Observations and inhomogeneity in cosmology
Degree GrantorUniversity of Canterbury
Degree NameDoctor of Philosophy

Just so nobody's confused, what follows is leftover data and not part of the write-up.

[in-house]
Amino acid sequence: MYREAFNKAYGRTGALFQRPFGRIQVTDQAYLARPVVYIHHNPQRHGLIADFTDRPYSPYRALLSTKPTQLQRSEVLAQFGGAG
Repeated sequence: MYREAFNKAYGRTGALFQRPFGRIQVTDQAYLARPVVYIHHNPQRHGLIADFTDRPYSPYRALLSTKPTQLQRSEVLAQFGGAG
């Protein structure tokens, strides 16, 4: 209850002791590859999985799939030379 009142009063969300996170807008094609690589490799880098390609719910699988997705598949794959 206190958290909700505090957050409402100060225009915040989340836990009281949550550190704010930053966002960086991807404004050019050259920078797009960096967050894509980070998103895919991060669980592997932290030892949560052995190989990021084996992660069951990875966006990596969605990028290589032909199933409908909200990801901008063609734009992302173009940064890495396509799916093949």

We interpret distance measurements from nearby galaxies, type Ia supernovae, and gamma-ray bursts in the light of a cosmological model that incorporates a spatial averaging technique to account for the inhomogeneous distribution of structure in the late-epoch Universe and the consequent importance of the location of the observer. In the timescape cosmology it is suggested that dark energy is a misidentification of gravitational energy gradients---and consequently of the relative calibration of clocks and rulers---in a complex inhomogeneous structure. This model is consistent with the current supernova and gamma-ray burst data within the limits imposed by our understanding of the systematic uncertainties, to the extent that a Bayesian model comparison with the standard model yields a preference for the timescape model that is “not worth more than a bare mention”. In the spirit of the timescape model, of attempting to understand the astrophysics with as few cosmological assumptions as possible, we perform a model-independent analysis of galaxy distances in the local Universe. We find that the rest frame of the Local Group provides a more uniform Hubble expansion field than the rest frame of the CMB. We find that the dipole in the Hubble expansion field coincides with the dipole in the CMB temperature with a correlation coefficient of -0.92, and that this pattern is induced within 60 h⁻¹ Mpc, provided the variation in the distance-redshift relation due to the formation of structure is taken into account.